By Sergio C. Muñoz
Ever since the international debut of the Argentinean film El Estudiante / The Student at the Locarno Film Festival back in the summer of 2011, its director Santiago Mitre has been compared to American screenwriter and producer Aaron Sorkin, creator of hit shows and films such as The West Wing, The Social Network and The Newsroom. [Click here to read Eric Kohn's review indieWIRE: "The Student" Announces Santiago Mitre as a South American Aaron Sorkin].
Coinciding with the one-week run of the Argentinean film at The Museum of Modern Art in New York City (August 22 – 28), TropicalFRONT's collaborator Sergio Muñoz compares El Estudiante and The Newsroom here.
El Estudiante is set in Argentina and it features a cast of young students who are engaging in political protest to take back control of the University of Buenos Aires. The Newsroom is set in New York City and it features a cast of young "journalists" who are engaging in political protest to take back control of the newsroom in America.
Five similarities between El Estudiante and The Newsroom:
1. Sam Waterston plays the wise executive producer who has known and seen it all in The Newsroom. He attempts to control the egos of the old hands played by Jeff Daniels and Jane Fonda while at the same time nurturing the young ones like Emily Mortimer and Olivia Munn. Ricardo Felix plays the wise politician who has known and seen it all in El Estudiante. He attempts to control the maneuvers of the old guard off-camera while at the same time corralling the energy of the new guard on-camera.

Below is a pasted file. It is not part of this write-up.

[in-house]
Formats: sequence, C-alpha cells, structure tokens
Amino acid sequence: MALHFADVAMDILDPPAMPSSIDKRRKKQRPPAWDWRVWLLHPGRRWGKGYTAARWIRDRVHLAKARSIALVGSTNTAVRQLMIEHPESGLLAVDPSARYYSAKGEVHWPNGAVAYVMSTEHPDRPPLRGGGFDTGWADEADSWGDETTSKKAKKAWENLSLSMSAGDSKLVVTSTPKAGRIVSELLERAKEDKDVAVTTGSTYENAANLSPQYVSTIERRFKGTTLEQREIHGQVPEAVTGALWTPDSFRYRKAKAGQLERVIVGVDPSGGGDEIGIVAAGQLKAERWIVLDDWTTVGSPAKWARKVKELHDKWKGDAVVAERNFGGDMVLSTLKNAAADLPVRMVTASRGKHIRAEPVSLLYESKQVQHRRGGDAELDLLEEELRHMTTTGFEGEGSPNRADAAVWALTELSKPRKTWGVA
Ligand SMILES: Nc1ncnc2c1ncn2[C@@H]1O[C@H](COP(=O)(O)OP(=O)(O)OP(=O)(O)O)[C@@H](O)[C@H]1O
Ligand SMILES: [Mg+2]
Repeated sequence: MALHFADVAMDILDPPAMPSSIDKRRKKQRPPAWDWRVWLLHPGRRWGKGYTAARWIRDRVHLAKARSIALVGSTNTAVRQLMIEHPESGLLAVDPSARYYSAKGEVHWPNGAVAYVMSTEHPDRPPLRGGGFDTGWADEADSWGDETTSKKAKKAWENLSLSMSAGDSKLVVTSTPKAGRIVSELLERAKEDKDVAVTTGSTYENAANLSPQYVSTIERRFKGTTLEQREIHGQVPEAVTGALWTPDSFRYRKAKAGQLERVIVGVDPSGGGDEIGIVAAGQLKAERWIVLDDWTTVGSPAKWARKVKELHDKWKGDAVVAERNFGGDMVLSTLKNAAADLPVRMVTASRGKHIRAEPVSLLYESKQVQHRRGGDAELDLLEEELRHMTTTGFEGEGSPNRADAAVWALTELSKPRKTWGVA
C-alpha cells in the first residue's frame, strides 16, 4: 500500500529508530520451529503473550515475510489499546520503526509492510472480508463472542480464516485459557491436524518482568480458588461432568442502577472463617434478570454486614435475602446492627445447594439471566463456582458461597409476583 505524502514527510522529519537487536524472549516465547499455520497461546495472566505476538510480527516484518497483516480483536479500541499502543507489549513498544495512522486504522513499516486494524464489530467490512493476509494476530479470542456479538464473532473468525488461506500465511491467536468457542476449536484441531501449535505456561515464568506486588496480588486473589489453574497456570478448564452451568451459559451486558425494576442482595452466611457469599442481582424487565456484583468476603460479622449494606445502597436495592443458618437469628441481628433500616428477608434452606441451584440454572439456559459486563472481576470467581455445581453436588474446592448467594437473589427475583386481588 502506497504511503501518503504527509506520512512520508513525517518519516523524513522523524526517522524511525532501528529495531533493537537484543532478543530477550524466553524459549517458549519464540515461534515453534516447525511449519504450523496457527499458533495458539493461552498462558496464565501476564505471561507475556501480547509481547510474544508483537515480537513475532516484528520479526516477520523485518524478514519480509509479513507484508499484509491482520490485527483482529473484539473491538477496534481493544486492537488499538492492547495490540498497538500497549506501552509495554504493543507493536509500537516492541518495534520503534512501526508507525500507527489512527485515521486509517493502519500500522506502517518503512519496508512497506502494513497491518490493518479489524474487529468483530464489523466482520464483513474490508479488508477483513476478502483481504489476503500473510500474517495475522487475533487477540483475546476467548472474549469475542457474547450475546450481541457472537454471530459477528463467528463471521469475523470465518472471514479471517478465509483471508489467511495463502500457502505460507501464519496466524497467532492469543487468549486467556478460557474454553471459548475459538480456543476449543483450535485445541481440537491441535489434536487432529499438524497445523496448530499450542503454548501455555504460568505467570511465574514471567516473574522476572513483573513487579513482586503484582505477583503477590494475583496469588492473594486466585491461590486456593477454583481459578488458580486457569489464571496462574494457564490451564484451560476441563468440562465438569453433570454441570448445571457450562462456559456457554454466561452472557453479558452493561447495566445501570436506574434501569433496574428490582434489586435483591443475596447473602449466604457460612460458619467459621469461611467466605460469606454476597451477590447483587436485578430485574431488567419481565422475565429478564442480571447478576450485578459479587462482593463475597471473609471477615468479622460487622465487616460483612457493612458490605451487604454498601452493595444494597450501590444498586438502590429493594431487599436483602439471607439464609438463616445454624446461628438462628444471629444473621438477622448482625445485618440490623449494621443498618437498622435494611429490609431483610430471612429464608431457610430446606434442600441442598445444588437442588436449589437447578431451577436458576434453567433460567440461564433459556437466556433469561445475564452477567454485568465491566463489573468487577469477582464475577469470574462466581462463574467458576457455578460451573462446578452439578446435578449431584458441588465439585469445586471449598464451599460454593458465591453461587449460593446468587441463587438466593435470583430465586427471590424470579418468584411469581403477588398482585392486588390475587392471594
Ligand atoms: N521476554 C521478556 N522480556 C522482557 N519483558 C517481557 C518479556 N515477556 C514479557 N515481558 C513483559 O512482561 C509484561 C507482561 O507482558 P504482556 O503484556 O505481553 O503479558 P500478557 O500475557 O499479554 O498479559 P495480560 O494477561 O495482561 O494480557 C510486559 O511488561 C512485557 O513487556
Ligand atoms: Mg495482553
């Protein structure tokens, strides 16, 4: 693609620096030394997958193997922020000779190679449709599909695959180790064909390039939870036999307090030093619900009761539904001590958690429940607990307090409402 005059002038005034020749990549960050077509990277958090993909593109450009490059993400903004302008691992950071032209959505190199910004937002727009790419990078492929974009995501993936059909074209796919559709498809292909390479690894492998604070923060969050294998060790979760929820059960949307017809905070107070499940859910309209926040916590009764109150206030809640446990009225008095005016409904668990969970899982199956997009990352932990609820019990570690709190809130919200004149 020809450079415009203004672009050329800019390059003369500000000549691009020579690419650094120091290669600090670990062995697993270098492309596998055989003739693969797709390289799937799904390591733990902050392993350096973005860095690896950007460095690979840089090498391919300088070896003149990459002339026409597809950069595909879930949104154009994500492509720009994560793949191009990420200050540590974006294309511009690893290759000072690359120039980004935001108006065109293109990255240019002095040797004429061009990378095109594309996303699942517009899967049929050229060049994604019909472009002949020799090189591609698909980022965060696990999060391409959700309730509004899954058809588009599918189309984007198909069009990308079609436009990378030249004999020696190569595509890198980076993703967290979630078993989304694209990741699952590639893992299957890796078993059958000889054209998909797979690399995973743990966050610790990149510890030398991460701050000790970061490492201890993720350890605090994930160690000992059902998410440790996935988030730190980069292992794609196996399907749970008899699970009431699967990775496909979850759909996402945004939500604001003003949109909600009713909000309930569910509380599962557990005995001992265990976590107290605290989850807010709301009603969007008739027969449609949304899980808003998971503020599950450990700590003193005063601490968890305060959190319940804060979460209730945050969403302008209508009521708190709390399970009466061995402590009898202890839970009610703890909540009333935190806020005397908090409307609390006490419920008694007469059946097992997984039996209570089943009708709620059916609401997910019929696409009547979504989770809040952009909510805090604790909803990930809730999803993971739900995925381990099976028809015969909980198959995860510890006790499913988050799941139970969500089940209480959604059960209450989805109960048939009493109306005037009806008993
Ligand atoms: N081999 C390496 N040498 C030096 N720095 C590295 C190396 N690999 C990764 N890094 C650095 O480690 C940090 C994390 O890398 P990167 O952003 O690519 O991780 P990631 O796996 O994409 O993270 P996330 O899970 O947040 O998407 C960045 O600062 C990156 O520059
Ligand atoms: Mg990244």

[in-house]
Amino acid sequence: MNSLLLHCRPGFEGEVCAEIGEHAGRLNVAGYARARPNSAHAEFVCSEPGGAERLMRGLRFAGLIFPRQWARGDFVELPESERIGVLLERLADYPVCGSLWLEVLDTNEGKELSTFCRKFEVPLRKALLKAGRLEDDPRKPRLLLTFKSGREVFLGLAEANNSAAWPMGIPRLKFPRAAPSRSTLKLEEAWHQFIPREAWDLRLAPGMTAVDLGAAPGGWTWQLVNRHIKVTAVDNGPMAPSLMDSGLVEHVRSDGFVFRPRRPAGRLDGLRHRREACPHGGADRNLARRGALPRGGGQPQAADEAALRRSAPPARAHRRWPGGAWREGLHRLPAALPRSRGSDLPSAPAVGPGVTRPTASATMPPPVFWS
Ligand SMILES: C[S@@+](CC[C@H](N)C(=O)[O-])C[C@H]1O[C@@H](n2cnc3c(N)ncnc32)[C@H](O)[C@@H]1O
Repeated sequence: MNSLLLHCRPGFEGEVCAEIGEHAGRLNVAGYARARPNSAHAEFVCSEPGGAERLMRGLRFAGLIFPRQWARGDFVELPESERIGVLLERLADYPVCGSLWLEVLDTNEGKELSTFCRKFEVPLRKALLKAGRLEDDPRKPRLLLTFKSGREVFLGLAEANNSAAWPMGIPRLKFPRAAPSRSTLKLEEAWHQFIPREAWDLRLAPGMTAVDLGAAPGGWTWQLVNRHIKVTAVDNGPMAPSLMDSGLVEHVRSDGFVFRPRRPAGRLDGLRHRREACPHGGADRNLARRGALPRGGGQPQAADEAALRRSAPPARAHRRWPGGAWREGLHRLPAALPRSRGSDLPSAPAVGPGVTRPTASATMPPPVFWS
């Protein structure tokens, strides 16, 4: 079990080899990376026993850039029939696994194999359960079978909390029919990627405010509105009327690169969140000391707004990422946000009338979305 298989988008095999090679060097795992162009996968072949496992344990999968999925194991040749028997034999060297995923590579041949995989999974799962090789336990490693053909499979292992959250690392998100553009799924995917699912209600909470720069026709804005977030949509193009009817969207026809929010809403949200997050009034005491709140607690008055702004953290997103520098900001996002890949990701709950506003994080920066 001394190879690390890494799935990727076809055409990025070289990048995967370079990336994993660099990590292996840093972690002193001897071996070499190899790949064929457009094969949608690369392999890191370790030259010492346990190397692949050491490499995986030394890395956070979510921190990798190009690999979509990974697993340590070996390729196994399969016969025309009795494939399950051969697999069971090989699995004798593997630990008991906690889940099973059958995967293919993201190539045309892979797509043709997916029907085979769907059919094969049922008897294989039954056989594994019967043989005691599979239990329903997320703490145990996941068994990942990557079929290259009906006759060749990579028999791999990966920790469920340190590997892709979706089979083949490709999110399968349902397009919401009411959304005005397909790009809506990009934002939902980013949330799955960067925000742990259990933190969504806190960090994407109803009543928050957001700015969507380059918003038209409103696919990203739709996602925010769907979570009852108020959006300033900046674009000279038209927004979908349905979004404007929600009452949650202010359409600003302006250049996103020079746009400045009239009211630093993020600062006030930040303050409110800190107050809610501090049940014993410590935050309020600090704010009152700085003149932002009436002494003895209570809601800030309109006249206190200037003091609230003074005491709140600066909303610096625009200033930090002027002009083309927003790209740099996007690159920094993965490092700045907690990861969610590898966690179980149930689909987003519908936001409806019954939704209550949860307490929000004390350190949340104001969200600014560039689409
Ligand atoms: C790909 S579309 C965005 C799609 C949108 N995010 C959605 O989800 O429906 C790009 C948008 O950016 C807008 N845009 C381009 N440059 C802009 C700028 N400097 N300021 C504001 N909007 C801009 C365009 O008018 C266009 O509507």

2. Emily Mortimer as MacKenzie plays a strong female lead with the intellectual capacity to lead The Newsroom. Romina Paula as Paula plays a strong female lead with the intellectual capacity to lead both the student movement and the protagonist in El Estudiante.
3. Thomas Sadoski, in the role of Don Keefer in The Newsroom, manages to woo co-workers at an alarming rate using no charm whatsoever. Esteban Lamothe, in the role of Roque Espinoza in El Estudiante, manages to woo co-workers at an alarming rate using no charm whatsoever.
4. All of the characters in both the The Newsroom and El Estudiante speak like they are both attempting to race and kill each other with their intellectual arguments.
5. The subject matter: They both tie together an entertaining education in politics and civics that repel enormous portions of the voting population but attract tiny important populations of the established one percent and those striving to be in the one percent. This phenomenon is most clear in Washington, DC, where the one percent politicians are treated in the same celebrity way that the one percent Hollywood actors are treated in Los Angeles. The universe seems to revolve around these characters because capital seems to revolve around these characters and thus power revolves around these characters.
El Estudiante focuses on local power with the politics enveloping a university system. On The Newsroom, the focus goes wherever imperial America decides to go; Egypt; Syria; Uganda; etc... But the biggest difference between The Newsroom and El Estudiante is the most complicated: If Santiago Mitre had the resources available to Aaron Sorkin, the Argentinean film would both be more developed and in-turn capable of attracting a larger audience. But it seems the more these projects get developed, the more they lose their street credibility which is the strength of El Estudiante and the weakness of The Newsroom.
Watch the trailer of El Estudiante:
Watch a clip of The Newsroom: